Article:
This isn't to say that a conviction alone would be necessary to impact markets. In fact, we believe market noise would be a likely result, should the House take up impeachment proceedings --with several up-and-down moves possible in the days following. Yet, a look back at the market response to the impeachment of President Bill Clinton in December 1998 shows minimal overall impact. In fact, stocks actually climbed throughout the process (after bottoming out in October 1998).3 More often than not, changes in economic and earnings fundamentals trump politics for financial markets.

Circling back to our earlier point, it's important to remember that Trump has already fulfilled many of the pro-growth promises he ran on during his presidential campaign. This is why we have a hard time fathoming a major selloff in markets no matter the end result of any impeachment process--including removal from office. When it comes to Trump and markets, what's done has been done.

Trade wars

Ever since President Trump first announced tariffs on steel and aluminum imports in early March--followed by tariffs against China later that month--fears of an all-out trade war have tested investors' nerves, as talks between the U.S. and other nations ebb and flow on a weekly basis. While Congress could theoretically pass legislation restricting the president's ability to slap tariffs on other nations4, such a law would require a veto-proof majority in both the House and Senate in order to override a presidential veto from Trump. The bar for this is also quite high: two-thirds of members in both houses of Congress would have to agree to support such legislation. In line with our election-outcome thinking, this almost certainly means such a bill would need bi-partisan support--which we see as very unlikely.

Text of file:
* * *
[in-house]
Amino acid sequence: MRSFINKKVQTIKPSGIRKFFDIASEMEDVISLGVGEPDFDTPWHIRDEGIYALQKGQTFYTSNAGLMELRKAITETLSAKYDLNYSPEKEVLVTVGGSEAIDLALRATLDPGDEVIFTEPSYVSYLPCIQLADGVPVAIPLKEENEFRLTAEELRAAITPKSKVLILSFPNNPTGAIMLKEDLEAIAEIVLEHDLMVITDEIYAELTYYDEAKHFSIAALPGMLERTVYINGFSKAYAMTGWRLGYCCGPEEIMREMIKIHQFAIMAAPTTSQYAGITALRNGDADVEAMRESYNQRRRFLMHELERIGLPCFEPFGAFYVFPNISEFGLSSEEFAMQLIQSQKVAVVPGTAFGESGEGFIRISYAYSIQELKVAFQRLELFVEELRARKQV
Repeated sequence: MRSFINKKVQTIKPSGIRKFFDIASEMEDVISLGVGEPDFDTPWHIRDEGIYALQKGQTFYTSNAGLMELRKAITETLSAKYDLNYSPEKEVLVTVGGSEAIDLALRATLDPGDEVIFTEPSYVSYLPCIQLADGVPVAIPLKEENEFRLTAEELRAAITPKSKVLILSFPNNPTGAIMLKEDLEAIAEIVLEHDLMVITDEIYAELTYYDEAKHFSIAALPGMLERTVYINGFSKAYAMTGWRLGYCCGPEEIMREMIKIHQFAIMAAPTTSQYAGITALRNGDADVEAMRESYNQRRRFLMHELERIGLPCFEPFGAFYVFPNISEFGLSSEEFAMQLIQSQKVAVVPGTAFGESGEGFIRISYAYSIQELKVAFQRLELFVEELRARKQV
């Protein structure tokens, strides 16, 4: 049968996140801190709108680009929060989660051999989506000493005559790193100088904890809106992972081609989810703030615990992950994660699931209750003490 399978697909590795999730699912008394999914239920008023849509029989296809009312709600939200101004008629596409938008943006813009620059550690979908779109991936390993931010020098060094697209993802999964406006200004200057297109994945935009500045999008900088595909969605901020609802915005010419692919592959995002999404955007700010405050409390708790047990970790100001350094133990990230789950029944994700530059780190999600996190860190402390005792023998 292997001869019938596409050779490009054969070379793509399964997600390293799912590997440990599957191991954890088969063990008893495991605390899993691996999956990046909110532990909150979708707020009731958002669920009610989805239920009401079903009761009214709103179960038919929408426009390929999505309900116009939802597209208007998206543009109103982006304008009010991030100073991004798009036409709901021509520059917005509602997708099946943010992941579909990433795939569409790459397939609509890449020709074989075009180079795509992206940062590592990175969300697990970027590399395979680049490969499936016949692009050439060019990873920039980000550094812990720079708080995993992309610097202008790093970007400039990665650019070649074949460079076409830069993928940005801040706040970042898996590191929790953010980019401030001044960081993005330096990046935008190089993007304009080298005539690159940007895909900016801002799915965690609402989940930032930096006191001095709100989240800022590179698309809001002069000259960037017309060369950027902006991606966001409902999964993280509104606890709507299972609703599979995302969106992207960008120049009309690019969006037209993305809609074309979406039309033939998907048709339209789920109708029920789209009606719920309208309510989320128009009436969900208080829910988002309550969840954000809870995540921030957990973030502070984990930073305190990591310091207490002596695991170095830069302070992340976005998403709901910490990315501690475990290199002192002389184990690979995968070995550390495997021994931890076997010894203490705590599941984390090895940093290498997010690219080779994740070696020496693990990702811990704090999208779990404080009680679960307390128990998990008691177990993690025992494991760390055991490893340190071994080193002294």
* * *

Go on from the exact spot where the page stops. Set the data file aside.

However, we do believe there is one way the midterms could influence the degree of trade war rhetoric coming from the Trump administration--and that's via the impeachment process. As mentioned above, if the Democrats take the House in November, impeachment proceedings could be initiated next year. Were this to happen, we think the noise surrounding the process could divert Trump's attention away from protectionist policies. Given the degree to which markets have been rattled by trade threats over the past several months, this would almost certainly be welcome news, and would likely result in an incremental positive that would offset any market negatives surrounding impeachment.

Infrastructure investment

While running for office, President Trump made infrastructure improvement a centerpiece of his campaign, at one point calling for a plan to spend $1 trillion bolstering the nation's transportation network.5 In February, he announced a specific plan that would use $200 billion in federal funds to spur roughly $1.5 trillion in infrastructure investments.6 However, this plan has struggled to get off the ground, and the White House has since said the project won't hit the pavement (literally) until after the midterms.7

It's worth noting that both Republicans and Democrats are eager to tackle infrastructure, but there's been no agreement among the parties on how to pay for it. Assuming our leading election scenario wins out (Democrats take the House and the Senate stays in Republican hands), we believe that the resulting gridlock and polarization will make infrastructure improvements much less likely. On the lesser chance that the Democrats take both houses of Congress, they could pursue infrastructure as a legislative win, which would likely be a positive for markets. We think that Trump would probably approve whatever infrastructure package lands on his desk, given its pro-growth undertones, even if it wasn't precisely his design. This, in turn, would likely result in a market uptick.

The wrap

Ultimately, we believe that regardless of the outcome, November's midterm elections are unlikely to move markets in any significant fashion. The bulk of Trump's pro-growth agenda has already been implemented--and what transpires next month won't change this. The secondary factors we've identified that are likely to hinge on the midterm results--impeachment, trade wars and infrastructure investment--could create short-term noise in markets, but overall, we're not expecting them to amount to anything more than that. As we head into the heart of election season, we believe investors are best served by staying focused on their long-term objectives and not allowing any distractions, in the way of short-term market noise, to sway them off course.


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2 Source: As of Sept. 17, 2018.